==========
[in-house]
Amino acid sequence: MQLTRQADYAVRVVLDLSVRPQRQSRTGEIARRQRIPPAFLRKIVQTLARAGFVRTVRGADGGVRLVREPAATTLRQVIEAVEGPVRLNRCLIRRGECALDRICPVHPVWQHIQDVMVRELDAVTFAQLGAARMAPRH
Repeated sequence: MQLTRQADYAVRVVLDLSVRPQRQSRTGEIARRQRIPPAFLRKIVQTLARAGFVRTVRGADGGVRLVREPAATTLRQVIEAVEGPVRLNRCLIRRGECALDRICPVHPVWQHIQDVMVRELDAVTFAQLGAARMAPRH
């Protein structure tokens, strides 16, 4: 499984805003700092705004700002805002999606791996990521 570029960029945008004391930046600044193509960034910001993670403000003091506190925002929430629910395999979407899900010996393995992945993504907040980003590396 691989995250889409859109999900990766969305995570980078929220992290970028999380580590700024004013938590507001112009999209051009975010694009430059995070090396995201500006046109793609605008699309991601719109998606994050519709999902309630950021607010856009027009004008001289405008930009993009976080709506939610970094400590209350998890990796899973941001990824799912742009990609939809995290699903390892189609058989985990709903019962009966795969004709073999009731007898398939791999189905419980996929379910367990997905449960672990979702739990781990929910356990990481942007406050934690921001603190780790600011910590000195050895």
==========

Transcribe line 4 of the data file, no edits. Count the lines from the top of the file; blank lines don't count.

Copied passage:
């Protein structure tokens, strides 16, 4: 499984805003700092705004700002805002999606791996990521 570029960029945008004391930046600044193509960034910001993670403000003091506190925002929430629910395999979407899900010996393995992945993504907040980003590396 691989995250889409859109999900990766969305995570980078929220992290970028999380580590700024004013938590507001112009999209051009975010694009430059995070090396995201500006046109793609605008699309991601719109998606994050519709999902309630950021607010856009027009004008001289405008930009993009976080709506939610970094400590209350998890990796899973941001990824799912742009990609939809995290699903390892189609058989985990709903019962009966795969004709073999009731007898398939791999189905419980996929379910367990997905449960672990979702739990781990929910356990990481942007406050934690921001603190780790600011910590000195050895």